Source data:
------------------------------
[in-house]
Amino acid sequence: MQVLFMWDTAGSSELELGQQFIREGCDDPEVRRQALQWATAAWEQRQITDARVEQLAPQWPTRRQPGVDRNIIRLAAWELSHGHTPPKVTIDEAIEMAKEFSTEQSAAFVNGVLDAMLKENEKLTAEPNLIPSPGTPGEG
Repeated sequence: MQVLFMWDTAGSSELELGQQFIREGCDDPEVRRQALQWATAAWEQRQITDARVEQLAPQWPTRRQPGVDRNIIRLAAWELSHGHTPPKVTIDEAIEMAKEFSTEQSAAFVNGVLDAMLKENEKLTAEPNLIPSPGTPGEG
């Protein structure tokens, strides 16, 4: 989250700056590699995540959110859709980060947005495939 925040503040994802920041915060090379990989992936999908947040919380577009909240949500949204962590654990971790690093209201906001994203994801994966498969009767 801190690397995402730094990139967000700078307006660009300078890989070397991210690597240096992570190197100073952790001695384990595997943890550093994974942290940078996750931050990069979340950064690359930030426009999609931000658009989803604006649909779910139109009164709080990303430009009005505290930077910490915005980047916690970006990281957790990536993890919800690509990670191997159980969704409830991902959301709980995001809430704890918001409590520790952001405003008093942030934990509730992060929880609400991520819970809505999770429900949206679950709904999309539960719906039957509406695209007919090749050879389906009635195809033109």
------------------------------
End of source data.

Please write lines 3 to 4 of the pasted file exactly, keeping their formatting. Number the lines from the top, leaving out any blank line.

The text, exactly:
Repeated sequence: MQVLFMWDTAGSSELELGQQFIREGCDDPEVRRQALQWATAAWEQRQITDARVEQLAPQWPTRRQPGVDRNIIRLAAWELSHGHTPPKVTIDEAIEMAKEFSTEQSAAFVNGVLDAMLKENEKLTAEPNLIPSPGTPGEG
């Protein structure tokens, strides 16, 4: 989250700056590699995540959110859709980060947005495939 925040503040994802920041915060090379990989992936999908947040919380577009909240949500949204962590654990971790690093209201906001994203994801994966498969009767 801190690397995402730094990139967000700078307006660009300078890989070397991210690597240096992570190197100073952790001695384990595997943890550093994974942290940078996750931050990069979340950064690359930030426009999609931000658009989803604006649909779910139109009164709080990303430009009005505290930077910490915005980047916690970006990281957790990536993890919800690509990670191997159980969704409830991902959301709980995001809430704890918001409590520790952001405003008093942030934990509730992060929880609400991520819970809505999770429900949206679950709904999309539960719906039957509406695209007919090749050879389906009635195809033109």